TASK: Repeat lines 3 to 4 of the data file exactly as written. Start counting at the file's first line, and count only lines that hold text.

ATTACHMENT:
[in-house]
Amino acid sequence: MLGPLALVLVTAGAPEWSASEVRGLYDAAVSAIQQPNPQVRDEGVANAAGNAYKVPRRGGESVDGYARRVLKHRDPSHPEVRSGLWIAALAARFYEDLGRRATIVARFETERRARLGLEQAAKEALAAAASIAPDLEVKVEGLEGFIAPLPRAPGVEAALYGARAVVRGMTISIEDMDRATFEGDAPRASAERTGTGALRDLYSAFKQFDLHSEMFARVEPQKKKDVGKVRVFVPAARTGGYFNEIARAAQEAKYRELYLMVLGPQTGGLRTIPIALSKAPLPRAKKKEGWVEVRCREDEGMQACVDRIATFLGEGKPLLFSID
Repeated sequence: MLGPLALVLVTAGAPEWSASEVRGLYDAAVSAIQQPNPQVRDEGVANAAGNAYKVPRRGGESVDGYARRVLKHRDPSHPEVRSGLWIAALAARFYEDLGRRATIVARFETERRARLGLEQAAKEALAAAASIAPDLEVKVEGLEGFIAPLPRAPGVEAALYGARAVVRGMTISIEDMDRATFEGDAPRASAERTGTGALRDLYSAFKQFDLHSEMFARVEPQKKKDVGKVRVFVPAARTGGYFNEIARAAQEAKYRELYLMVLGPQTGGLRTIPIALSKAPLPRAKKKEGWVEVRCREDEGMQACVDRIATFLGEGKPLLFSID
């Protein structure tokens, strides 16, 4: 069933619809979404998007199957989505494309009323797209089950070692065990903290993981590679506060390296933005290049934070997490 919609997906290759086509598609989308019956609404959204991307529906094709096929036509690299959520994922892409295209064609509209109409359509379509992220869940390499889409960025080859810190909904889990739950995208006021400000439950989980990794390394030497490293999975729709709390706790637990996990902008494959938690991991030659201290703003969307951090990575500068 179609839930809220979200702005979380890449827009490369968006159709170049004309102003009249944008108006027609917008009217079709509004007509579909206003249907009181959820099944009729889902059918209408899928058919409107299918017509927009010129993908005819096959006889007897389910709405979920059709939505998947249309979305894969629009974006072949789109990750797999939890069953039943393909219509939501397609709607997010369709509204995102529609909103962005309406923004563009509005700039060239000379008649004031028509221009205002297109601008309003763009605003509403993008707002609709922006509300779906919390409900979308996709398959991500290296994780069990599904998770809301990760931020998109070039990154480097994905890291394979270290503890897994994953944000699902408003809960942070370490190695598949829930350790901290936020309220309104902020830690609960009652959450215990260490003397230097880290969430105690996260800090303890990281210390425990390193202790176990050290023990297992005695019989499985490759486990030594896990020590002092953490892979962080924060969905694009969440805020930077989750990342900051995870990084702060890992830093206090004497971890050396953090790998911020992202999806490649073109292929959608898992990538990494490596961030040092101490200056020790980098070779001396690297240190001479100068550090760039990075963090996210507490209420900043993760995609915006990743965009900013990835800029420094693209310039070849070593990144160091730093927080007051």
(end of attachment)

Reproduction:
Repeated sequence: MLGPLALVLVTAGAPEWSASEVRGLYDAAVSAIQQPNPQVRDEGVANAAGNAYKVPRRGGESVDGYARRVLKHRDPSHPEVRSGLWIAALAARFYEDLGRRATIVARFETERRARLGLEQAAKEALAAAASIAPDLEVKVEGLEGFIAPLPRAPGVEAALYGARAVVRGMTISIEDMDRATFEGDAPRASAERTGTGALRDLYSAFKQFDLHSEMFARVEPQKKKDVGKVRVFVPAARTGGYFNEIARAAQEAKYRELYLMVLGPQTGGLRTIPIALSKAPLPRAKKKEGWVEVRCREDEGMQACVDRIATFLGEGKPLLFSID
């Protein structure tokens, strides 16, 4: 069933619809979404998007199957989505494309009323797209089950070692065990903290993981590679506060390296933005290049934070997490 919609997906290759086509598609989308019956609404959204991307529906094709096929036509690299959520994922892409295209064609509209109409359509379509992220869940390499889409960025080859810190909904889990739950995208006021400000439950989980990794390394030497490293999975729709709390706790637990996990902008494959938690991991030659201290703003969307951090990575500068 179609839930809220979200702005979380890449827009490369968006159709170049004309102003009249944008108006027609917008009217079709509004007509579909206003249907009181959820099944009729889902059918209408899928058919409107299918017509927009010129993908005819096959006889007897389910709405979920059709939505998947249309979305894969629009974006072949789109990750797999939890069953039943393909219509939501397609709607997010369709509204995102529609909103962005309406923004563009509005700039060239000379008649004031028509221009205002297109601008309003763009605003509403993008707002609709922006509300779906919390409900979308996709398959991500290296994780069990599904998770809301990760931020998109070039990154480097994905890291394979270290503890897994994953944000699902408003809960942070370490190695598949829930350790901290936020309220309104902020830690609960009652959450215990260490003397230097880290969430105690996260800090303890990281210390425990390193202790176990050290023990297992005695019989499985490759486990030594896990020590002092953490892979962080924060969905694009969440805020930077989750990342900051995870990084702060890992830093206090004497971890050396953090790998911020992202999806490649073109292929959608898992990538990494490596961030040092101490200056020790980098070779001396690297240190001479100068550090760039990075963090996210507490209420900043993760995609915006990743965009900013990835800029420094693209310039070849070593990144160091730093927080007051």